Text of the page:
Written by Thai Sirikoone
In 2015, was Oxford Dictionaries’ word of the year. In the same year, according to tech company SwiftKey’s findings, it was also found to be the most used emoji all around the world.
It’s not a word. It’s an emotion personified.
Obviously, many criticized and poked fun at decision, and with good reason.
However, it was an extremely wise decision, on the part of Oxford Dictionaries, to acknowledge the power and meaning of emojis as a new age communication tool.
Emojis say a lot with very little.
Implication is everything when it comes to communication, and it is especially hard to discern implication in text. Perhaps double especially when it comes to online text.
More importantly, emojis allow people to show emotions through in a way that has never been done before. Clarity of intent is neatly displayed with a cute emoji, and can enhance a conversation if used properly. Simply sending a heart can mean just as much as saying ‘I love you,’ or ‘that mean thing I said was meant to be endearing.’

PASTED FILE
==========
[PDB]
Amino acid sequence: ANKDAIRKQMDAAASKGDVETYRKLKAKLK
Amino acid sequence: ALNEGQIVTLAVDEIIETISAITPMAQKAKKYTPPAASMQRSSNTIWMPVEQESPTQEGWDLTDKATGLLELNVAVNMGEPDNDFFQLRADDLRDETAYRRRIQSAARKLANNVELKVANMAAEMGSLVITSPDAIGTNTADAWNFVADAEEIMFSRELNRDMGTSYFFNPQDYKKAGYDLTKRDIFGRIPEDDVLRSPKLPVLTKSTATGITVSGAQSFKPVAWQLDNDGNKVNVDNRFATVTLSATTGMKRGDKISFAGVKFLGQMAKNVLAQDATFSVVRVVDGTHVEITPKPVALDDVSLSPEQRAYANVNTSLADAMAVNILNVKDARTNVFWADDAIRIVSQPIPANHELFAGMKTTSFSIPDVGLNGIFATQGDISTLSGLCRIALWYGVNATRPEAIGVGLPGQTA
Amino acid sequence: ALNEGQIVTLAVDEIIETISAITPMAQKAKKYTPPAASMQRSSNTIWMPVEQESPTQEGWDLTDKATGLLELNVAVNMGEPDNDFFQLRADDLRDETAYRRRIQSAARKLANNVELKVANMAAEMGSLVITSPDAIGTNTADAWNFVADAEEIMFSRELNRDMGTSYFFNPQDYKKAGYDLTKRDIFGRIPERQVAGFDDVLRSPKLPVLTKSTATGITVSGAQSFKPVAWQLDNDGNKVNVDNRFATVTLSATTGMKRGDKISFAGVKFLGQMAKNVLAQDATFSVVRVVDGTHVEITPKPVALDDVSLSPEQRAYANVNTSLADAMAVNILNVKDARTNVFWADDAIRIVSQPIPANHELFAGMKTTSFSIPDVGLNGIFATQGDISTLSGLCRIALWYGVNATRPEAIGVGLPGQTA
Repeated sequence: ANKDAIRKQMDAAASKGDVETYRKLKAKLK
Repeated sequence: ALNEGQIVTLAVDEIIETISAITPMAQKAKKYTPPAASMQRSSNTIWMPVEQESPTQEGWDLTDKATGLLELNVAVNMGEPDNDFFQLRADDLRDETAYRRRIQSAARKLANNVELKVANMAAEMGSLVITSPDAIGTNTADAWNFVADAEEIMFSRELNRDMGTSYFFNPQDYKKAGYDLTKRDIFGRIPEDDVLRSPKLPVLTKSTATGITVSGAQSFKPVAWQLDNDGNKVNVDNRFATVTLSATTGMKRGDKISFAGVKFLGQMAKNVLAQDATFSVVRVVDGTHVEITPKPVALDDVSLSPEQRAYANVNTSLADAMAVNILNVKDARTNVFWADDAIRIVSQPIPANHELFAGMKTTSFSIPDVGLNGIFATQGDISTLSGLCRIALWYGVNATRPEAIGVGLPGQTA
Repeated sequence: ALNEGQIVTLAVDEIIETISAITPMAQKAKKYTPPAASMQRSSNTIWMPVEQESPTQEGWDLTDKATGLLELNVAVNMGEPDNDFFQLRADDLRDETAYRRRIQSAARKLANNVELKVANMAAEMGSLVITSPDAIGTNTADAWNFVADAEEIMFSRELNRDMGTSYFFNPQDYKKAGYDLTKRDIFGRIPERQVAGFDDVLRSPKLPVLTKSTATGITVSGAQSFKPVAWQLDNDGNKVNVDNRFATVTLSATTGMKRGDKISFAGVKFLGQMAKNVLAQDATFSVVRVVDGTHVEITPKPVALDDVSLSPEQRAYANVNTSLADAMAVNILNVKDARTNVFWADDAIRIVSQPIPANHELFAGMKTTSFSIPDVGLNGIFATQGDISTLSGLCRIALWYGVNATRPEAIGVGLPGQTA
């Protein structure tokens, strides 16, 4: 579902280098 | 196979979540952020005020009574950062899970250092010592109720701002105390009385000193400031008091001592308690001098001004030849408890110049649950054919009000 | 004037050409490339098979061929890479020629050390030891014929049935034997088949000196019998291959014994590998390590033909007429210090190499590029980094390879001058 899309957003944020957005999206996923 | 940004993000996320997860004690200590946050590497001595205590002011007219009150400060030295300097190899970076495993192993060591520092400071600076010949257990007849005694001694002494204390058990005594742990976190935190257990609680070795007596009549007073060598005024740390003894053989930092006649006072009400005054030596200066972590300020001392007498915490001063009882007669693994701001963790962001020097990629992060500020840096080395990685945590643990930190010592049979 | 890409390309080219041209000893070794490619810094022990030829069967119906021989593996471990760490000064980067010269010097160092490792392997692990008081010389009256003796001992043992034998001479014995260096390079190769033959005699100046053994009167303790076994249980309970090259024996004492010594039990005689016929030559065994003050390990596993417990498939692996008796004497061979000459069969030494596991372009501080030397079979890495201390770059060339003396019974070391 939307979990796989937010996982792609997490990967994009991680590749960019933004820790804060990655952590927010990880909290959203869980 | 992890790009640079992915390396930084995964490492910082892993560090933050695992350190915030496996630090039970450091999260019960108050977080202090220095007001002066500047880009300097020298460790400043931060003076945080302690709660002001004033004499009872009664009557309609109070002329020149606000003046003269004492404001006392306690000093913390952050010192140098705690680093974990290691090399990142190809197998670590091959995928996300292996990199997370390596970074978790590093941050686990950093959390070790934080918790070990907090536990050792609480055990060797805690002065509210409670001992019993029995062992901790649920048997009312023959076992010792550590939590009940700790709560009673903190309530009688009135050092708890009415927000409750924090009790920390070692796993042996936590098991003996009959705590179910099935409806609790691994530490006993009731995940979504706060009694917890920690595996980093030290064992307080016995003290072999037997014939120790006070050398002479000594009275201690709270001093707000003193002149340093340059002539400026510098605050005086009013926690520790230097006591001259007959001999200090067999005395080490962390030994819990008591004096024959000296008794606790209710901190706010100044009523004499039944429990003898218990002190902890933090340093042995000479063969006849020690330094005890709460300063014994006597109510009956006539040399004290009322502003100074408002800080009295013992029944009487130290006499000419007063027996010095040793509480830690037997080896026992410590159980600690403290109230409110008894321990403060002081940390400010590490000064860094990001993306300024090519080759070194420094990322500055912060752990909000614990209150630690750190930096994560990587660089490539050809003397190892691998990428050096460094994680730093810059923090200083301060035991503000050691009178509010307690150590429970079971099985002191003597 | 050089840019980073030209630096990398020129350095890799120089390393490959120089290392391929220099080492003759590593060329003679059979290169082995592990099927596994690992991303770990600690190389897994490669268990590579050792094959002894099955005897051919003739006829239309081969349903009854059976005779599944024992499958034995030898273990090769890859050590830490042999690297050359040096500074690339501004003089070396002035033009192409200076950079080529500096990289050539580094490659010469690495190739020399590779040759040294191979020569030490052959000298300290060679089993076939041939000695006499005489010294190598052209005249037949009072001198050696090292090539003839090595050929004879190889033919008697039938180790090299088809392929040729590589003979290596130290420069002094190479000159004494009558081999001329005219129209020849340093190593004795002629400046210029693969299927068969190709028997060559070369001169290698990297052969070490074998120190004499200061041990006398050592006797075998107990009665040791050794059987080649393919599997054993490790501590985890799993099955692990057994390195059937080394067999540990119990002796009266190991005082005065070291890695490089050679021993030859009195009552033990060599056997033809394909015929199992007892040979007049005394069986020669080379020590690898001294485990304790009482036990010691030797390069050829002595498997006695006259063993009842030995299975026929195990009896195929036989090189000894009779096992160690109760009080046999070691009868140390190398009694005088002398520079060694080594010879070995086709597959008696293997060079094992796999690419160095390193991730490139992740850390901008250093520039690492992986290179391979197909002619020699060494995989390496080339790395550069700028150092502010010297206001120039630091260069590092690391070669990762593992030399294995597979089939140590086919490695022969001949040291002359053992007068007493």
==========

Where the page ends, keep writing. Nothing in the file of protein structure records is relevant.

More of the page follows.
As a matter of fact, many businesses and marketers are taking advantage of emojis to maximize user engagement and audience building.
Twitter has recognized the emotional power of emojis and is now engaged in advertisement targeting “based on [users] expressed sentiment.” This can perhaps be seen as a dubious move on Twitter’s part due to how useful emojis are on their platform, on account of the 140 character restriction.
Of course, emojis have a unique history compared to other mass communication tools, but it may only get weirder. Emoji usage has no signs of slowing.
On top of that, new emojis are still being added, such as the taco. That emoji inherently benefits companies like Taco Bell, a company that uses emojis very well, and lovers of tacos alike.
Maybe they’ll do a spring roll emoji, that way I can tell my friends what I want to eat with one touch!
Cover photo by Theus Falcão / CC